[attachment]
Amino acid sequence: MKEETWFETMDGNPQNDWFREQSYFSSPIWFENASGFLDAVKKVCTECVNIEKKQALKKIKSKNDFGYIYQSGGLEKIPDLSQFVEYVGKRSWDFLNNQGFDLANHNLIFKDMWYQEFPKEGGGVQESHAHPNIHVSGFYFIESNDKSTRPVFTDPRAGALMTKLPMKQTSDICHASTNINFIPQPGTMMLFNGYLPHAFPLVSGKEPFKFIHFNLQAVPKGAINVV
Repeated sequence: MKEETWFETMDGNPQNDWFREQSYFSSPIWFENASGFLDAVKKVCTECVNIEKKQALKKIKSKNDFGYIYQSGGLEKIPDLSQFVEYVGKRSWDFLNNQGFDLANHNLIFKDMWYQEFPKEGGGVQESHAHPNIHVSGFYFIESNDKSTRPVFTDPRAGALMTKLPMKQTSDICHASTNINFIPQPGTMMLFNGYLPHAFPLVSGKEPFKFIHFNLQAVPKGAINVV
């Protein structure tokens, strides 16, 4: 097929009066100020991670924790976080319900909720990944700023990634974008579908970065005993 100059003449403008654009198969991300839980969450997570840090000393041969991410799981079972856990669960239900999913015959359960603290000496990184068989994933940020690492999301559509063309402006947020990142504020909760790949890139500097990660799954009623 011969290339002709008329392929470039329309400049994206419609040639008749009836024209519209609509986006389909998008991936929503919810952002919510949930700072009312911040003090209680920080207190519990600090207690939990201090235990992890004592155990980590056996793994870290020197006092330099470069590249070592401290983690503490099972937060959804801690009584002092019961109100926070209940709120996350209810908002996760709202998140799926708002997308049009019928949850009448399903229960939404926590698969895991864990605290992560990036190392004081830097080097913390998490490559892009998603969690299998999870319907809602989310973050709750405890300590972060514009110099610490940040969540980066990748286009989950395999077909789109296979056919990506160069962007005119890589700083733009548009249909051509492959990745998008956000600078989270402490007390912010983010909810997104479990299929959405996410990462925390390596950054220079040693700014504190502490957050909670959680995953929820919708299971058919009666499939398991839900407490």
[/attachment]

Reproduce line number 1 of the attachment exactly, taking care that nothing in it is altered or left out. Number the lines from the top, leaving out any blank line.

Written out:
Amino acid sequence: MKEETWFETMDGNPQNDWFREQSYFSSPIWFENASGFLDAVKKVCTECVNIEKKQALKKIKSKNDFGYIYQSGGLEKIPDLSQFVEYVGKRSWDFLNNQGFDLANHNLIFKDMWYQEFPKEGGGVQESHAHPNIHVSGFYFIESNDKSTRPVFTDPRAGALMTKLPMKQTSDICHASTNINFIPQPGTMMLFNGYLPHAFPLVSGKEPFKFIHFNLQAVPKGAINVV